We still have political prisoners in the U.S. from the Nixon Era
One of them is my friend
Ever since the start of his presidential campaign, Donald Trump has invited comparisons to authoritarian figures in history.
Richard Nixon is currently enjoying favor in the media because of their shared obsession with law and order, White House leaks, and hatred of journalists.
But before the punditry glibly snags another Trump twin from its Arcade Claw Machine of Despotism, I’d like it to focus, really focus, on Nixon and the COINTELPRO era of law enforcement, because we still have political prisoners in the United States serving sentences due to the legal abuses from that era.
And one of them is my friend, Jalil Muntaqim.
As has been amply documented by authors like Peter Matthiessen, Ward Churchill, Betty Medsger and documentaries like COINTELPRO 101, the FBI under Nixon targeted activists who were part of movements like the Black Panthers, and the American Indian Movement (AIM), infiltrating their activities, often marking them for assassination.
When they fought back, their experience with the judicial system was one marked by the government’s illegal tampering with evidence and with witnesses lying to judges.
In Jalil’s case, the tampering in his trial and his co-defendants for murdering two police officers involved inconsistent evidence from three witnesses, the recanted testimony of one witness who was intimidated into cooperating, the suppressed exculpatory FBI ballistics test on a .45 caliber weapon seized after he and his co-defendant Albert Washington were arrested and the perjured testimony of NYPD detective George Simmons concerning the test. The Nixon tapes contain a record of a secret White House May 26, 1971 meeting in which Richard Nixon, John Erlichman, FBI Director Herbert Hoover, and others named the murders “NEWKILL,” (for “New York killings”). Those involved with the case of Jalil and his co-defendants believe they decided to blame them on Black Panther Party (BPP) members as part of the COINTELPRO conspiracy to destroy them.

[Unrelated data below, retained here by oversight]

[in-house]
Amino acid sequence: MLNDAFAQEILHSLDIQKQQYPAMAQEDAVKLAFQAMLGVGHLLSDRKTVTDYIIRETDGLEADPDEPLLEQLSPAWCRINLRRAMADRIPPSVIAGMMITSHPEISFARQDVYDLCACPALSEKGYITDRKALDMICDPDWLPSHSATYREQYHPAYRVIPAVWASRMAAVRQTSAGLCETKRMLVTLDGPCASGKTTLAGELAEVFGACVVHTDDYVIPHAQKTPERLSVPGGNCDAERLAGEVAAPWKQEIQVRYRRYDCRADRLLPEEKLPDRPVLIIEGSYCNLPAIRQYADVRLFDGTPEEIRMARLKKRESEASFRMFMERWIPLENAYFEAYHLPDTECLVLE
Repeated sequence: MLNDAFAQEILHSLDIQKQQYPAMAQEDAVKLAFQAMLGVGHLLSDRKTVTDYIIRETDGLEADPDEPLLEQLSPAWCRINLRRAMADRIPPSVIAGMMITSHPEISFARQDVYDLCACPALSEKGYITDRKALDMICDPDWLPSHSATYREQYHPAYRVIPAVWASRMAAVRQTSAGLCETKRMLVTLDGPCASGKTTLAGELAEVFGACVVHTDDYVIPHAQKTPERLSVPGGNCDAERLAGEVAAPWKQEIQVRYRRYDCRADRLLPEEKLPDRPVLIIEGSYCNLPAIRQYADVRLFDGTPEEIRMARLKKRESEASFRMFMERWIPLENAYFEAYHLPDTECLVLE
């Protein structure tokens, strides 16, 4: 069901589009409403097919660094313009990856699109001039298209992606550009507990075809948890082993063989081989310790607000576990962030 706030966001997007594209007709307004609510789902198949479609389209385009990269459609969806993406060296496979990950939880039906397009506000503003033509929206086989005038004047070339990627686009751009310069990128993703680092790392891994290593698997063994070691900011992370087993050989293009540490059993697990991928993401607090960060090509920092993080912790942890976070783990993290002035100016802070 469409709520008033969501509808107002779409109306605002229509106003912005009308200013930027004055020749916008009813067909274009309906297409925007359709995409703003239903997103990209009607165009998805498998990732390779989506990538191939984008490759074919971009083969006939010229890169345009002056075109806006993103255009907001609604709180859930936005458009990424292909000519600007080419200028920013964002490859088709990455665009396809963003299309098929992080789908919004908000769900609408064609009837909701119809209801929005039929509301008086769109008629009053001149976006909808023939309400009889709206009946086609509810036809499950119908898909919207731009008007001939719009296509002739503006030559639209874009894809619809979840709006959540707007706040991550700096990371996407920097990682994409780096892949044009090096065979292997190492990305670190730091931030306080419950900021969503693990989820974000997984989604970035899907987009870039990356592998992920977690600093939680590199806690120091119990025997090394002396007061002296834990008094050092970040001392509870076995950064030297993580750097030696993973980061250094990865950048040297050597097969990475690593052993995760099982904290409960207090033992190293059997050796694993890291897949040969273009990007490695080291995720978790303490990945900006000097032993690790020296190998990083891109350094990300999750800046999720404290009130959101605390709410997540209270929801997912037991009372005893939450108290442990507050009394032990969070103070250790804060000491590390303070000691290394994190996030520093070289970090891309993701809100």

While the 1975–76 Senate Church Committee hearings disclosed some of the abuses of COINTELPRO and other intelligence agencies, it never sought redress for those prisoners framed by the FBI’s manipulations of the justice system.
So Jalil and the other COINTELPRO targets are still in prison.
Why? Because the Judges that put them there refused to grant appeals and because parole boards are made up largely of law enforcement personnel, who almost never vote for the parole of prisoners involved in the death of other law enforcement personnel. And they have a powerful lobby when it comes to petitioning governors and presidents against clemency.
Any other prisoner serving twenty-five years to life with Jalil’s record would have been paroled long ago.
While in prison he has graduated with a BS in psychology and a BA in Sociology, taught computer skills to prisoners, and helped them get their GEDs.
He has twice received commendations for quelling prison riots and was recognized by the Deputy Superintendent of Auburn Prison for his efforts to raise inmate funds for the Red Cross after 9/11.
From prison he has also co-sponsored a Victory Gardens project, enlisting Maine farmers to distribute produce to poor urban New York New Jersey and Boston communities.
Think of what this man could have done if he had not spent the last 45 years in prison.
I saw Jalil last weekend.